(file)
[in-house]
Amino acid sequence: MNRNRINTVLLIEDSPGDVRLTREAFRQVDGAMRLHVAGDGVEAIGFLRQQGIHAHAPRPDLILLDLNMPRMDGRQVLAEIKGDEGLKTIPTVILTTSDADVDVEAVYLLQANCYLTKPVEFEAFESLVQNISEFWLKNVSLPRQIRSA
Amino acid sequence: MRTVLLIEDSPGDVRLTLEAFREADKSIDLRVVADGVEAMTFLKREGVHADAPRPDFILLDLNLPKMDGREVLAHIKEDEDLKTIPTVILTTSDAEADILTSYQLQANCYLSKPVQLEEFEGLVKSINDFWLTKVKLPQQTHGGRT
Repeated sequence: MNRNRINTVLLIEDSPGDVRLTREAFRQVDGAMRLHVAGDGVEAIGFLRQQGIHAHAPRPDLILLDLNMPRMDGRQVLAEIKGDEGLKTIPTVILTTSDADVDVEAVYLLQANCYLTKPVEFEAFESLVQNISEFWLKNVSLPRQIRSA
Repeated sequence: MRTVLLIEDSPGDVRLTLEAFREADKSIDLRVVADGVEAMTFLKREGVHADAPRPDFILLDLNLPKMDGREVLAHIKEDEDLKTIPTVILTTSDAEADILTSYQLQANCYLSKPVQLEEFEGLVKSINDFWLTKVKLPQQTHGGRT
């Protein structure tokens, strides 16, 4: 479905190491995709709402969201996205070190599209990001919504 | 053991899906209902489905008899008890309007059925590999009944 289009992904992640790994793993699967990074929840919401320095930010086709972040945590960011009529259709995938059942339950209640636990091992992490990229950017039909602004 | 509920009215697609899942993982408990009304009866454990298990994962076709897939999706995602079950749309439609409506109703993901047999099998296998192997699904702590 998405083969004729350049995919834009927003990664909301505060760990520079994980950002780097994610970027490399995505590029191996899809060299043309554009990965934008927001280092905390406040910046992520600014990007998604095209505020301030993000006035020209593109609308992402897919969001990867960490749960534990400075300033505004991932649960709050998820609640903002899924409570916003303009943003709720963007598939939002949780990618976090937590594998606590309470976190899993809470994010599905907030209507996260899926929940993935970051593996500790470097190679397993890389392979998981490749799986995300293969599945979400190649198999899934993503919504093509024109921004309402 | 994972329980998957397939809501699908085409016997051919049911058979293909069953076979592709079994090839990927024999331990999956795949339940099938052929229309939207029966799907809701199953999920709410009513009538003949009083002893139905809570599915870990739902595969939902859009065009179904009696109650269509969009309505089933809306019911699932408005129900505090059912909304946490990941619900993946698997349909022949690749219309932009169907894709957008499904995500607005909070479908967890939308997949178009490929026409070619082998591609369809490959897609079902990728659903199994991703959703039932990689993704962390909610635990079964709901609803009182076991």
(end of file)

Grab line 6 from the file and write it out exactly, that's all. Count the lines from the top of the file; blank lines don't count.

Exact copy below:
């Protein structure tokens, strides 16, 4: 479905190491995709709402969201996205070190599209990001919504 | 053991899906209902489905008899008890309007059925590999009944 289009992904992640790994793993699967990074929840919401320095930010086709972040945590960011009529259709995938059942339950209640636990091992992490990229950017039909602004 | 509920009215697609899942993982408990009304009866454990298990994962076709897939999706995602079950749309439609409506109703993901047999099998296998192997699904702590 998405083969004729350049995919834009927003990664909301505060760990520079994980950002780097994610970027490399995505590029191996899809060299043309554009990965934008927001280092905390406040910046992520600014990007998604095209505020301030993000006035020209593109609308992402897919969001990867960490749960534990400075300033505004991932649960709050998820609640903002899924409570916003303009943003709720963007598939939002949780990618976090937590594998606590309470976190899993809470994010599905907030209507996260899926929940993935970051593996500790470097190679397993890389392979998981490749799986995300293969599945979400190649198999899934993503919504093509024109921004309402 | 994972329980998957397939809501699908085409016997051919049911058979293909069953076979592709079994090839990927024999331990999956795949339940099938052929229309939207029966799907809701199953999920709410009513009538003949009083002893139905809570599915870990739902595969939902859009065009179904009696109650269509969009309505089933809306019911699932408005129900505090059912909304946490990941619900993946698997349909022949690749219309932009169907894709957008499904995500607005909070479908967890939308997949178009490929026409070619082998591609369809490959897609079902990728659903199994991703959703039932990689993704962390909610635990079964709901609803009182076991």